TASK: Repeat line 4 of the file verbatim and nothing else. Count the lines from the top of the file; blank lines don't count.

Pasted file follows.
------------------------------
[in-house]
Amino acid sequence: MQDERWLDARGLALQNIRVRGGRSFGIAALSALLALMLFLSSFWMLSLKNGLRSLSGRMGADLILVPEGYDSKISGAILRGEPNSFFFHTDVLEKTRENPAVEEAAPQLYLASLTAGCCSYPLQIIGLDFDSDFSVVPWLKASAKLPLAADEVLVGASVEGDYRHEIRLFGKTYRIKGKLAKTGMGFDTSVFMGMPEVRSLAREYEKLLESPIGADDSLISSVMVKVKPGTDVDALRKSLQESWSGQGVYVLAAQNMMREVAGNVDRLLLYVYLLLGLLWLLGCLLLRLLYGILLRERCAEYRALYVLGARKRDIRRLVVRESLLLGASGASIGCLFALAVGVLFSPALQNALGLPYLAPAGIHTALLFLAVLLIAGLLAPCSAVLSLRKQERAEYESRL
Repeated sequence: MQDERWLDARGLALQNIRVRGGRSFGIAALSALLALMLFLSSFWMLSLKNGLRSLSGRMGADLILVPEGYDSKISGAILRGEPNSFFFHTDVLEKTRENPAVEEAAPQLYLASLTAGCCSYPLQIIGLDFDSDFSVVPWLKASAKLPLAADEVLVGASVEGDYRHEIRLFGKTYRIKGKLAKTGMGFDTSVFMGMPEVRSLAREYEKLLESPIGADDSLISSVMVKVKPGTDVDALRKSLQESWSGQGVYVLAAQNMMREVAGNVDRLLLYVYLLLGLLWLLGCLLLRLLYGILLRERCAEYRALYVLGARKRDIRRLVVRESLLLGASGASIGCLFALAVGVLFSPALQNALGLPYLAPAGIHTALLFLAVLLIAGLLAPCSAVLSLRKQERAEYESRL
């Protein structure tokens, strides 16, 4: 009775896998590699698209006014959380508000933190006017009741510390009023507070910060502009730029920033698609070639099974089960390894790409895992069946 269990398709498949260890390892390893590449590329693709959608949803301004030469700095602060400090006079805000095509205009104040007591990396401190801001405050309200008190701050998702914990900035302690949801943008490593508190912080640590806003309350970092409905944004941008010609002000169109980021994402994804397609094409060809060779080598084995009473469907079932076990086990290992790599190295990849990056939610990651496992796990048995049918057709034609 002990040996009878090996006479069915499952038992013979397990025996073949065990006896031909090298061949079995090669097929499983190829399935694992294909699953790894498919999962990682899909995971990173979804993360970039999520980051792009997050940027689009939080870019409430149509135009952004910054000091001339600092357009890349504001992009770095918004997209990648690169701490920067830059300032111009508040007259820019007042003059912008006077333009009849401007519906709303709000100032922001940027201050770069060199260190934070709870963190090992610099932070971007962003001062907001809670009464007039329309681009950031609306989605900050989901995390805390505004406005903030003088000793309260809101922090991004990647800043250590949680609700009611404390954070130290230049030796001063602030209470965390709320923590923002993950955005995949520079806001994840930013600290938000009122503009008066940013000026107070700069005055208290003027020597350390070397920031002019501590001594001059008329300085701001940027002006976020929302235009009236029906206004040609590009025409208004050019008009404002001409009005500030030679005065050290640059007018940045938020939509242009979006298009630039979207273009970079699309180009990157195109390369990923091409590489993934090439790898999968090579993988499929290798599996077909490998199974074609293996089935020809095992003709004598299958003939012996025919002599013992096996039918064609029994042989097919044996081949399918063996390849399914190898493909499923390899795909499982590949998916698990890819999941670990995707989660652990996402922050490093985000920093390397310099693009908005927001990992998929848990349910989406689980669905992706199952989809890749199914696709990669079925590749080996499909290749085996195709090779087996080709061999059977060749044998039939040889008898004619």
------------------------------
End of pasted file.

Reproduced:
């Protein structure tokens, strides 16, 4: 009775896998590699698209006014959380508000933190006017009741510390009023507070910060502009730029920033698609070639099974089960390894790409895992069946 269990398709498949260890390892390893590449590329693709959608949803301004030469700095602060400090006079805000095509205009104040007591990396401190801001405050309200008190701050998702914990900035302690949801943008490593508190912080640590806003309350970092409905944004941008010609002000169109980021994402994804397609094409060809060779080598084995009473469907079932076990086990290992790599190295990849990056939610990651496992796990048995049918057709034609 002990040996009878090996006479069915499952038992013979397990025996073949065990006896031909090298061949079995090669097929499983190829399935694992294909699953790894498919999962990682899909995971990173979804993360970039999520980051792009997050940027689009939080870019409430149509135009952004910054000091001339600092357009890349504001992009770095918004997209990648690169701490920067830059300032111009508040007259820019007042003059912008006077333009009849401007519906709303709000100032922001940027201050770069060199260190934070709870963190090992610099932070971007962003001062907001809670009464007039329309681009950031609306989605900050989901995390805390505004406005903030003088000793309260809101922090991004990647800043250590949680609700009611404390954070130290230049030796001063602030209470965390709320923590923002993950955005995949520079806001994840930013600290938000009122503009008066940013000026107070700069005055208290003027020597350390070397920031002019501590001594001059008329300085701001940027002006976020929302235009009236029906206004040609590009025409208004050019008009404002001409009005500030030679005065050290640059007018940045938020939509242009979006298009630039979207273009970079699309180009990157195109390369990923091409590489993934090439790898999968090579993988499929290798599996077909490998199974074609293996089935020809095992003709004598299958003939012996025919002599013992096996039918064609029994042989097919044996081949399918063996390849399914190898493909499923390899795909499982590949998916698990890819999941670990995707989660652990996402922050490093985000920093390397310099693009908005927001990992998929848990349910989406689980669905992706199952989809890749199914696709990669079925590749080996499909290749085996195709090779087996080709061999059977060749044998039939040889008898004619």